5 Reasons You Should Join the Sharing Economy Revolution At least 17 startups in the sharing economy have valuations of a billion dollars or more, and the sector is poised for enormous growth.
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The sharing economy connects individuals who need a particular product or service with other individuals who have or can render that particular product or service. Examples include Uber, the ridesharing app; Airbnb, which helps you rent your spare room or empty house to people vacationing in your city; and TaskRabbit, which connects you with people in your neighborhood who are willing to do your errands and chores for a nominal fee.
A plethora of startups have stemmed from the sharing economy, 17 of which are worth over a billion dollars each. Experts predict that the sharing economy will only continue to grow going forward, offering fantastic opportunities for entrepreneurs. Here are some of the benefits.
1. Build easily on to existing businesses.
In a sharing economy, everyone benefits. The customer gets what they're looking for quickly, locally, and cheaply, while the provider makes money. A story in US News & World Report tells how retirees are supplementing their income by becoming Uber drivers, renting out rooms, and more. To see just how you can piggyback onto the "on-demand" economy, check out the list of potential business opportunities at Collaborative Consumer.
2. Peer-to-peer financing opportunities.
Eager to get into the financial sector of the sharing economy? Companies like Lending Club are demonstrating how you can circumvent traditional banking to benefit both investors and clients in this innovative new business environment. There are still regulations, of course, but all-in-all, the process is much less complicated than setting up a bank, credit union, or traditional loan company to cater to people's financial needs.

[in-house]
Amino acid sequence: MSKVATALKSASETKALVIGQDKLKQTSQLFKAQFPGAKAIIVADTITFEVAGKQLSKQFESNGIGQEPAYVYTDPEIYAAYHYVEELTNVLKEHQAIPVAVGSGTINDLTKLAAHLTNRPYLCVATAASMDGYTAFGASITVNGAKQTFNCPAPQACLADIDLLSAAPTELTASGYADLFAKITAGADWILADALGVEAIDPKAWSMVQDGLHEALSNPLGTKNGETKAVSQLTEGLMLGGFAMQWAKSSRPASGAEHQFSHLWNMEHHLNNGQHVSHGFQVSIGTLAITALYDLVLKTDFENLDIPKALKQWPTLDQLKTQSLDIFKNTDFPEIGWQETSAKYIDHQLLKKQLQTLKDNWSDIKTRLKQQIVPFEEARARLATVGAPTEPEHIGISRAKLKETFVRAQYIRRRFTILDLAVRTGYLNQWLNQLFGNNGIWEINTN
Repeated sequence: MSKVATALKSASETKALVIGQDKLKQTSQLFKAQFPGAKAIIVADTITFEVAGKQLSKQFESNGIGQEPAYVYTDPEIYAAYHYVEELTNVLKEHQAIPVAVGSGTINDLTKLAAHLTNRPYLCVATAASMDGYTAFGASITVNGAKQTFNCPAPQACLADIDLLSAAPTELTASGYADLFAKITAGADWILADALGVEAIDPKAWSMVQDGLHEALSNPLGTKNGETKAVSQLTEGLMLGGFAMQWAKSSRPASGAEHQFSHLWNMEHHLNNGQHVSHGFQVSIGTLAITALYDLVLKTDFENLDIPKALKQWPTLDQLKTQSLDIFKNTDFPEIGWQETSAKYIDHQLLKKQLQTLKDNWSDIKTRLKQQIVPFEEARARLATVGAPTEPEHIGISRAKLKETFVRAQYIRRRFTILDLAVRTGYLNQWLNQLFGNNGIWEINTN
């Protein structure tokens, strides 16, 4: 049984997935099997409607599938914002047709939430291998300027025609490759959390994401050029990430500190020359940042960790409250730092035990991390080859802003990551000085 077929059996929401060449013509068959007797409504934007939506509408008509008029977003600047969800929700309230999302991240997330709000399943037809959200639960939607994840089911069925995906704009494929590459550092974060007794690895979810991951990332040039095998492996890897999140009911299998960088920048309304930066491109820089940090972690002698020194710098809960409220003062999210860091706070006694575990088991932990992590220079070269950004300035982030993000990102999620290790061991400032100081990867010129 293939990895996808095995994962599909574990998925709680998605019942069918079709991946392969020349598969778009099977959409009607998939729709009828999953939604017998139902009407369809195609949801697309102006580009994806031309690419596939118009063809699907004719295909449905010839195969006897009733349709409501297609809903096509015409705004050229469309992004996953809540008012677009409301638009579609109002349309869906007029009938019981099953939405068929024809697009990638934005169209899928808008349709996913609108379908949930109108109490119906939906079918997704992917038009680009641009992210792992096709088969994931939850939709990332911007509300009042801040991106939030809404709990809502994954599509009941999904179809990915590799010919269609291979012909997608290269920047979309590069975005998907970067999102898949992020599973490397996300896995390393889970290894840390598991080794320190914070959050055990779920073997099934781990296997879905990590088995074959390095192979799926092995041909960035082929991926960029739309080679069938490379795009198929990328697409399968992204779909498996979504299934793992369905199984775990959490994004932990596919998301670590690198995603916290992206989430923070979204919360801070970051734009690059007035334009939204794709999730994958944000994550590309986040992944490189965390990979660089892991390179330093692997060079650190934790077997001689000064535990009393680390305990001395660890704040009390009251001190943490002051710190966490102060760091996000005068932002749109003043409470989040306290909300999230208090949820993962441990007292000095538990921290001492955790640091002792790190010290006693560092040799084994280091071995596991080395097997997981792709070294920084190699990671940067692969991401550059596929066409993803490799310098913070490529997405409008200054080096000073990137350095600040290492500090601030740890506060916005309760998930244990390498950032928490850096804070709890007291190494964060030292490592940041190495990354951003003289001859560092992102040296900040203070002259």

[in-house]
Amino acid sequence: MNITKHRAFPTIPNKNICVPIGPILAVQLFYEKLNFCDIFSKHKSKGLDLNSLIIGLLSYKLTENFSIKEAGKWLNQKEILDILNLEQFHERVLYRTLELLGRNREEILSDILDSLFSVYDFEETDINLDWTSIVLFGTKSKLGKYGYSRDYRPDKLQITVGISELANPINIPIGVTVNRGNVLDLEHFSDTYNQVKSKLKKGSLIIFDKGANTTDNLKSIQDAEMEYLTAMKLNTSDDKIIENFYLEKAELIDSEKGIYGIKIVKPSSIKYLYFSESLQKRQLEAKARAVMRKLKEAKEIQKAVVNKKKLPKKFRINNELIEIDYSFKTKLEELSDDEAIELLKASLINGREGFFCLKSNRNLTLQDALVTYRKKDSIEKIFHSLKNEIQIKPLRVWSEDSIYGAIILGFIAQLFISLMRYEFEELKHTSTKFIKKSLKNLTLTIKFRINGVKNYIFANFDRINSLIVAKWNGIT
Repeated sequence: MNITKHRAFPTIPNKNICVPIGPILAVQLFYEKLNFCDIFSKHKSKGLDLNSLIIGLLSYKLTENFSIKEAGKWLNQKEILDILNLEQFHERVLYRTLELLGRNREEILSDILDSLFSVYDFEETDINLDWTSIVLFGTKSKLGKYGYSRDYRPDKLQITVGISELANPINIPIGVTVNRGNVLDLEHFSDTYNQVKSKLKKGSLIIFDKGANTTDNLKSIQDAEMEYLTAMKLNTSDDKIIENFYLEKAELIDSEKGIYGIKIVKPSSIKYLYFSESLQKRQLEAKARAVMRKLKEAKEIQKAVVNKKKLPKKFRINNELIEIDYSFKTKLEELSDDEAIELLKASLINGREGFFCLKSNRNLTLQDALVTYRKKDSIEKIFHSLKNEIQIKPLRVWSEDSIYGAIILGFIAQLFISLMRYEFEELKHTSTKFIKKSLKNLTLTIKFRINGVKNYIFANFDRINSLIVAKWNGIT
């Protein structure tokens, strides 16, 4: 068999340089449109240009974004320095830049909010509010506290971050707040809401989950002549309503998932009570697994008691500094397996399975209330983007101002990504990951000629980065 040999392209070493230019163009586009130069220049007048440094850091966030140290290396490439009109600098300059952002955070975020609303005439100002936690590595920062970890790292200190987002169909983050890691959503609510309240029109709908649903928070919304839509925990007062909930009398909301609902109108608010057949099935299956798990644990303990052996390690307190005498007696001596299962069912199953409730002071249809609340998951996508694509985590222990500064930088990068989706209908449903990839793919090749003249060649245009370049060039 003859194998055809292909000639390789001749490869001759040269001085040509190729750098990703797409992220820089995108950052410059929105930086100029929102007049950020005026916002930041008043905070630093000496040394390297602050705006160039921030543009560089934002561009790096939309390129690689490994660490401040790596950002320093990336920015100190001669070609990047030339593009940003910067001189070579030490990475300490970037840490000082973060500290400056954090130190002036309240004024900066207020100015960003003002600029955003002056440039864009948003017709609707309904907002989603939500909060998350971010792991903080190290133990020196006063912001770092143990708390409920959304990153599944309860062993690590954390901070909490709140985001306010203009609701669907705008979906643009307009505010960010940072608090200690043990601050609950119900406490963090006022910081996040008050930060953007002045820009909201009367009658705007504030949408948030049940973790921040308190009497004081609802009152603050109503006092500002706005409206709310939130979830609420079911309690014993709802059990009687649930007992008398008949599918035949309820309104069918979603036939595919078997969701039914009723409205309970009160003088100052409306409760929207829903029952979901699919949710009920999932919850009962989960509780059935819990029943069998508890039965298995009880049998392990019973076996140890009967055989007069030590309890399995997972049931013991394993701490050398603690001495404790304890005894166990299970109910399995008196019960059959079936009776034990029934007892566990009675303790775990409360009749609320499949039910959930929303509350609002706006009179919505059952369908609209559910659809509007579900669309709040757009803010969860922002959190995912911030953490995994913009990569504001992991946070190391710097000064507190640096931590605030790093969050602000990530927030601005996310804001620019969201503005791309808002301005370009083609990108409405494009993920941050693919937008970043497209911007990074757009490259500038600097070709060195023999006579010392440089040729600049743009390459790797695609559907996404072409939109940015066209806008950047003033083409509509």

3. Minimal startup costs.
In his new book, The Business of Sharing, author Alex Stephany explains that the sharing economy has produced literally millions of micro-entrepreneurs. These entrepreneurs often start out with a few hundred dollars or less in capital. They're then able to build on the fact that there is little or no government oversight—not to mention taxes—on many of the sharing economy's business traffic opportunities.
Many of the most successful sharing economy startups began with very little traditional financial backing. For instance, take a company like Justpark. They've created tens of thousands of inner city parking spaces in the last year without so much as turning a spade of dirt or razing a single building. Their revenue stream is predicted to avalanche this year.
4. The sharing economy is building on the barter economy.
Parts of the sharing economy work without actual money at all. For example, time-exchange platforms. Say a person with a specific expertise offers one hour of online instruction in that area, via Skype. Then, rather than traditional monetary payment, the person receiving the instruction offers in return an hour of instruction in another area, in which they have expertise. This can be done with any number of services, and has led to the creation of an entire system of time banks, which keep track of hours paid and owed as if they were real money.
5. Millions of people are buying into the sharing economy.
As of 2015 millennials represent the largest workforce in the U.S. And they're the ones forging the sharing economy movement. As James O'Connell, CEO of JDP, explains, "Millennials believe in making a difference with their spending habits… Companies like Uber and Airbnb are doing so well because their business plan taps into that mindset so completely."
And according to a recent Consumer Expenditure Survey, baby boomers also love the sharing economy, as it often saves money over traditional methods. With both of these significant demographics embracing the ideology, it makes sense for a startup to tap into that revenue stream.
It's clear that the sharing economy is the way of the future. Whether it's a ride, a bed, or a meal, people are finding it cheaper and more convenient to get it from a local individual. If you can find a need, and individuals willing to help fill it, then your startup could be the next billion dollar idea in the sharing economy.